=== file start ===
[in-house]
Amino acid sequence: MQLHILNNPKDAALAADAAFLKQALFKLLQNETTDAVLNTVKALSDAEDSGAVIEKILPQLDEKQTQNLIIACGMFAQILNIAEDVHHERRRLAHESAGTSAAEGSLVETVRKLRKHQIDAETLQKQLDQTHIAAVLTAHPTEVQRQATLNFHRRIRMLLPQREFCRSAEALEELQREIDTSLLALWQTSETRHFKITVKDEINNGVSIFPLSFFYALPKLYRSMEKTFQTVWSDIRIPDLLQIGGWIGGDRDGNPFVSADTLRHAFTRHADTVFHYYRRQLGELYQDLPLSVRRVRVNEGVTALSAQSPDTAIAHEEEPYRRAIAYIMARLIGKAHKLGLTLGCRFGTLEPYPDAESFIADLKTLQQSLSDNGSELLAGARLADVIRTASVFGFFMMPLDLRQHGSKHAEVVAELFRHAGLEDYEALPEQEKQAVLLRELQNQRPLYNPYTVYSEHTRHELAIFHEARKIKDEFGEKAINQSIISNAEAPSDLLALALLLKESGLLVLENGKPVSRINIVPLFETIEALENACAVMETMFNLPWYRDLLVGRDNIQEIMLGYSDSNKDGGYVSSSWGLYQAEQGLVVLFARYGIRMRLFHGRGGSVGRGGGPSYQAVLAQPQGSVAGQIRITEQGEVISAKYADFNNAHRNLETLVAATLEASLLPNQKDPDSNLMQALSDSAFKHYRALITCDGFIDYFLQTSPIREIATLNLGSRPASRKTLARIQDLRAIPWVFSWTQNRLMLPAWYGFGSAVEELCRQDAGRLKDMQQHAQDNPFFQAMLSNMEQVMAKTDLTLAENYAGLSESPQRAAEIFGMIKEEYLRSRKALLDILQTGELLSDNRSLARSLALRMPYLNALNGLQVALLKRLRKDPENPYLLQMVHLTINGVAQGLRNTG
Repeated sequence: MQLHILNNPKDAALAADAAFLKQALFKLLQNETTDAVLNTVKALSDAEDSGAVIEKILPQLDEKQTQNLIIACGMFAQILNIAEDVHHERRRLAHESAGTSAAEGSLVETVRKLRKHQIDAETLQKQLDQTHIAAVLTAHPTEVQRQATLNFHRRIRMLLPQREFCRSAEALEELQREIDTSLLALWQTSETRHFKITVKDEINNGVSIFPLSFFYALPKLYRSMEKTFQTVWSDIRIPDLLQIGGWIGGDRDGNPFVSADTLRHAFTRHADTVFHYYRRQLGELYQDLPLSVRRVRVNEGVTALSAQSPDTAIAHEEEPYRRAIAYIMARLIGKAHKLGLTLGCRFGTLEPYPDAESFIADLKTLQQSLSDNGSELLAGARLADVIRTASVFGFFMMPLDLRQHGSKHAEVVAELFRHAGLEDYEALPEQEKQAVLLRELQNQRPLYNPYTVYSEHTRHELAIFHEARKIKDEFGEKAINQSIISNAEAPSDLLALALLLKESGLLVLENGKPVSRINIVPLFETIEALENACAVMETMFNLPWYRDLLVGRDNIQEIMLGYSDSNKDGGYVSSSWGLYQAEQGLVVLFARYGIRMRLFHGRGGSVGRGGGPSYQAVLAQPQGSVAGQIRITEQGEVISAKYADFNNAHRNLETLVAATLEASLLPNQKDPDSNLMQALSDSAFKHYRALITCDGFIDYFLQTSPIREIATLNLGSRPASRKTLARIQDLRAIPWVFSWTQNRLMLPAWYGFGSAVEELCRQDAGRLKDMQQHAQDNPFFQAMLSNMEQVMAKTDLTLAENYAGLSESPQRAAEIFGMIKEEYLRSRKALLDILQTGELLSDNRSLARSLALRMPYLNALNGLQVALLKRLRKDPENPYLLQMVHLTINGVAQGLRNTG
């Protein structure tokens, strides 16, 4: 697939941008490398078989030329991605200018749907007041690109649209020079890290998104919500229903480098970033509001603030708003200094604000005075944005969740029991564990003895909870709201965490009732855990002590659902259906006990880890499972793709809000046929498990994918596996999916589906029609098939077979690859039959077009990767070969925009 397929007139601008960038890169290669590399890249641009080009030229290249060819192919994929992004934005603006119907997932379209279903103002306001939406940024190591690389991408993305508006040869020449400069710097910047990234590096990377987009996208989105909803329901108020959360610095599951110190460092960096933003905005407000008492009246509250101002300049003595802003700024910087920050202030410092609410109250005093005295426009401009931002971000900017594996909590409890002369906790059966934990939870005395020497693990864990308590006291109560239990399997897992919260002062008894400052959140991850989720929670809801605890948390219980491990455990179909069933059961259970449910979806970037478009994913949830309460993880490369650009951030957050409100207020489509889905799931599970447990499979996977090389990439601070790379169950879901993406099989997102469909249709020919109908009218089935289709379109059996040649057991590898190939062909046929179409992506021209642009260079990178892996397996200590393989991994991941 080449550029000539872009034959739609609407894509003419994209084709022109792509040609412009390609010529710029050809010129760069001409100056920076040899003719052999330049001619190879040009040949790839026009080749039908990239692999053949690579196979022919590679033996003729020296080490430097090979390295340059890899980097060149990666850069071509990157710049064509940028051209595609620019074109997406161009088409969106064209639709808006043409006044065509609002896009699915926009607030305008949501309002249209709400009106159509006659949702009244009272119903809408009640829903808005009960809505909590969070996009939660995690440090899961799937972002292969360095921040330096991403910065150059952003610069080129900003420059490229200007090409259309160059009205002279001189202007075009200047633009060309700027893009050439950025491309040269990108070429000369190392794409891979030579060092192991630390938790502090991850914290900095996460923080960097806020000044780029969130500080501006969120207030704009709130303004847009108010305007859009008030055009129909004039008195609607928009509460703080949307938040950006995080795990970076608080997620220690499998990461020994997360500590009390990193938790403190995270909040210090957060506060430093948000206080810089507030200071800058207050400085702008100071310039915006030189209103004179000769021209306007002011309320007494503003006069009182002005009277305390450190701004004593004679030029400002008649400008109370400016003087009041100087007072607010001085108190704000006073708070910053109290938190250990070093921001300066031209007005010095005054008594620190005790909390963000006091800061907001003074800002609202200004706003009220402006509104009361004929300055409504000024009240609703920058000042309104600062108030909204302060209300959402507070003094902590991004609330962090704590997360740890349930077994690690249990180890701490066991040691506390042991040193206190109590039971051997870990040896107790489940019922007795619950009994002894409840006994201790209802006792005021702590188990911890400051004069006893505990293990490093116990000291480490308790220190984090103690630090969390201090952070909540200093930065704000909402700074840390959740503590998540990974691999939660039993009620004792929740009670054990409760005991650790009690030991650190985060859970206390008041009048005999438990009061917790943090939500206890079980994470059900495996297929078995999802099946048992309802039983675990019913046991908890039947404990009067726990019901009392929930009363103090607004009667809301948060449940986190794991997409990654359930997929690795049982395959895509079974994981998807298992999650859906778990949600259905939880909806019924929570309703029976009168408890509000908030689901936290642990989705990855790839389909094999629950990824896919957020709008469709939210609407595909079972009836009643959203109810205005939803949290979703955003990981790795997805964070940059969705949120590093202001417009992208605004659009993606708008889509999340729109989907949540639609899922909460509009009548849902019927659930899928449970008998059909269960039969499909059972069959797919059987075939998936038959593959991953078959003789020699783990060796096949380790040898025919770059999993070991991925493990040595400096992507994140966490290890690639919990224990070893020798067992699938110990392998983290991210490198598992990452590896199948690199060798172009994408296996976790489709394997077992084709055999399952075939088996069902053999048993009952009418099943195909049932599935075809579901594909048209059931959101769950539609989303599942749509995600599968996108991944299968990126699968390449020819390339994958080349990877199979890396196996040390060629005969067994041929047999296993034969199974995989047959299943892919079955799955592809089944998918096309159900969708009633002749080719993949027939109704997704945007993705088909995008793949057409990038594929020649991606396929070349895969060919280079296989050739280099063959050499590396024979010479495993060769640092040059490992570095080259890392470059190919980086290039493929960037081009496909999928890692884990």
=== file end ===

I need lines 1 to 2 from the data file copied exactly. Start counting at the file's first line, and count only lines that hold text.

[in-house]
Amino acid sequence: MQLHILNNPKDAALAADAAFLKQALFKLLQNETTDAVLNTVKALSDAEDSGAVIEKILPQLDEKQTQNLIIACGMFAQILNIAEDVHHERRRLAHESAGTSAAEGSLVETVRKLRKHQIDAETLQKQLDQTHIAAVLTAHPTEVQRQATLNFHRRIRMLLPQREFCRSAEALEELQREIDTSLLALWQTSETRHFKITVKDEINNGVSIFPLSFFYALPKLYRSMEKTFQTVWSDIRIPDLLQIGGWIGGDRDGNPFVSADTLRHAFTRHADTVFHYYRRQLGELYQDLPLSVRRVRVNEGVTALSAQSPDTAIAHEEEPYRRAIAYIMARLIGKAHKLGLTLGCRFGTLEPYPDAESFIADLKTLQQSLSDNGSELLAGARLADVIRTASVFGFFMMPLDLRQHGSKHAEVVAELFRHAGLEDYEALPEQEKQAVLLRELQNQRPLYNPYTVYSEHTRHELAIFHEARKIKDEFGEKAINQSIISNAEAPSDLLALALLLKESGLLVLENGKPVSRINIVPLFETIEALENACAVMETMFNLPWYRDLLVGRDNIQEIMLGYSDSNKDGGYVSSSWGLYQAEQGLVVLFARYGIRMRLFHGRGGSVGRGGGPSYQAVLAQPQGSVAGQIRITEQGEVISAKYADFNNAHRNLETLVAATLEASLLPNQKDPDSNLMQALSDSAFKHYRALITCDGFIDYFLQTSPIREIATLNLGSRPASRKTLARIQDLRAIPWVFSWTQNRLMLPAWYGFGSAVEELCRQDAGRLKDMQQHAQDNPFFQAMLSNMEQVMAKTDLTLAENYAGLSESPQRAAEIFGMIKEEYLRSRKALLDILQTGELLSDNRSLARSLALRMPYLNALNGLQVALLKRLRKDPENPYLLQMVHLTINGVAQGLRNTG